I recently bought a used (but working) 750W, 7 channel sound system. It put out an "honest" 120WPCH into each of seven channels, but can be switched to use just two, three, four ,etc. It's a pretty good Kenwood, cost a bit over $500 when new just for the HT receiver. I bought it to replace a 70's vintage TWO channel Marantz 2220 - that's 20 watts per channel of first generation, OTL (ie it uses bigass coupling caps to the speakers and a single polarity power supply) probably germanium transistor amp. After living with the Kenwood a few days I tore the thing back out and put the Marantz back in: it's FAR easier to use, it sounds better, and it's even LOUDER (as my neighbors will attest).
You may be happy with two inch speakers and shit that "just (barely) works" but many want something better. I'd even say most want better, but can't afford it or can't really find a demonstration that allows them to appreciate the difference. Just look at the multitude of videos on youtube, the deadtree magazines devoted to higher end stuff (tho I never even said Radio Shack sold "higher end" - in fact I said AFFORDABLE higher end, which is more like mid level) and the people willing to still pay dollars to go see movies in theatres -- where they can enjoy the sound without worrying about pissing off the neighbors.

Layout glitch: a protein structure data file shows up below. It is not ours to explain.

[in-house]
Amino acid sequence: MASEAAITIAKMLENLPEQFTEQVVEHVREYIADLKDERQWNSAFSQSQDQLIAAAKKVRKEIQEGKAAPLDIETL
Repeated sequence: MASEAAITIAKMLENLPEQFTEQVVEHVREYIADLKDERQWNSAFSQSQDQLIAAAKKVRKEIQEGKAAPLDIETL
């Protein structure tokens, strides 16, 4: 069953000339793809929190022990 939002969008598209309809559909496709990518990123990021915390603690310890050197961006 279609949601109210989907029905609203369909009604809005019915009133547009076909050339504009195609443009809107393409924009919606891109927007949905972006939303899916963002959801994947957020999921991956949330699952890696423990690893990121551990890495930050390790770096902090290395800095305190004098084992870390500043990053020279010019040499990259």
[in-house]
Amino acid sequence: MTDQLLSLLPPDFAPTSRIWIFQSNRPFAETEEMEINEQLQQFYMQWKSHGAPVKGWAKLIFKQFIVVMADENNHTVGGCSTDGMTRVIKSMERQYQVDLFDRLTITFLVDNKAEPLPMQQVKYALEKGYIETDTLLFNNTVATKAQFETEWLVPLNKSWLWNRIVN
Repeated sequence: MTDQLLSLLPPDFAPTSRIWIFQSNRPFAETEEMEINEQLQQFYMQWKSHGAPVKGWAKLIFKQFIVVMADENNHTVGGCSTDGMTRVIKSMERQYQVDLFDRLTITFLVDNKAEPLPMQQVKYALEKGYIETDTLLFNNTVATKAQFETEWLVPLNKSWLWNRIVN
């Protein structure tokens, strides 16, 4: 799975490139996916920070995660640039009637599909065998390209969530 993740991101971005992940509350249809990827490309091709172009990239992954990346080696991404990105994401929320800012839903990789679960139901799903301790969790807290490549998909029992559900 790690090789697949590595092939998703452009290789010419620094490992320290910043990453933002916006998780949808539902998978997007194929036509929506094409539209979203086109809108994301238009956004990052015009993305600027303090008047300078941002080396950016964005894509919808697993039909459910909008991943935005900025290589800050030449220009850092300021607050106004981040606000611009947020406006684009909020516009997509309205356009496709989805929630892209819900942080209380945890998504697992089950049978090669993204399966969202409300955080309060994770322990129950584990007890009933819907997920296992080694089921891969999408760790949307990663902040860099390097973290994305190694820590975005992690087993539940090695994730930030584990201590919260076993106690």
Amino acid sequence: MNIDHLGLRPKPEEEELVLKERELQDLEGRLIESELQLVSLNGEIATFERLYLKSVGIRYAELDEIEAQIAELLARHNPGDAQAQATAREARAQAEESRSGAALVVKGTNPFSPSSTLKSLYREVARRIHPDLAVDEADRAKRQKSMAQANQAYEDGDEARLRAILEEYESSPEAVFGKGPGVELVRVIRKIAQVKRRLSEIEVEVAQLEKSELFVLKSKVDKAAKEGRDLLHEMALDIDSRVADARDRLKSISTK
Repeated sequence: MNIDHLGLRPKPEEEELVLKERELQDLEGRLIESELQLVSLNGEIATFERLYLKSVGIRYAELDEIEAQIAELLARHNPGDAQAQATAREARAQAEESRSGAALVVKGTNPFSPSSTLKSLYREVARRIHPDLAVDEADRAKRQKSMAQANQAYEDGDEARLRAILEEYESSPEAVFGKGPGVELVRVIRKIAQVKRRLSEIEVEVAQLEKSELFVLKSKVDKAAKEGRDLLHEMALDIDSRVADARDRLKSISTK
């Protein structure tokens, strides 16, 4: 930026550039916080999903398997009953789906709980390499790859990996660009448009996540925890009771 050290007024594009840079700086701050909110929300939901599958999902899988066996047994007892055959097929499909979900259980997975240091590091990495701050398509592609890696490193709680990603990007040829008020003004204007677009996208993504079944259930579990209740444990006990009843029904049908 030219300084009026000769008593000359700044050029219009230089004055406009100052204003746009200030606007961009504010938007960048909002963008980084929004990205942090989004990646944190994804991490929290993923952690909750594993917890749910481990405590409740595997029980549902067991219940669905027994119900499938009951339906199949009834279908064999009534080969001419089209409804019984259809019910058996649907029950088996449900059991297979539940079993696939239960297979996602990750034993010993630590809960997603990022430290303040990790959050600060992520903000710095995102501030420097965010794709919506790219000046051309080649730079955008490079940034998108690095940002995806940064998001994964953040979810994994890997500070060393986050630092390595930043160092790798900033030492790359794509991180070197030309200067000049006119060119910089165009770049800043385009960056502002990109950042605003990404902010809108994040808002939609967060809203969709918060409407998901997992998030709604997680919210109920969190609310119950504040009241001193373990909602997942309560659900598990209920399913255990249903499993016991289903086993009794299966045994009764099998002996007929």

ANd if you build anything nowdays you'll end up using SMD for some of it. That shit is mad difficult to solder, especially if you're over 40. This is why so many "kits" come with parts of pc boards already soldered. But what do you do if you design your own kit? Now you gotta track down a service. It would take less than 5000 worth of machinery at a location to be able to do this. Would they all make a return? Nope - but plenty in select "pilot" locations would net enough return to pay for an expansion in store coverage... just like those cellphone things they've been so stuck on these last years. And a whole lot more of a captured market.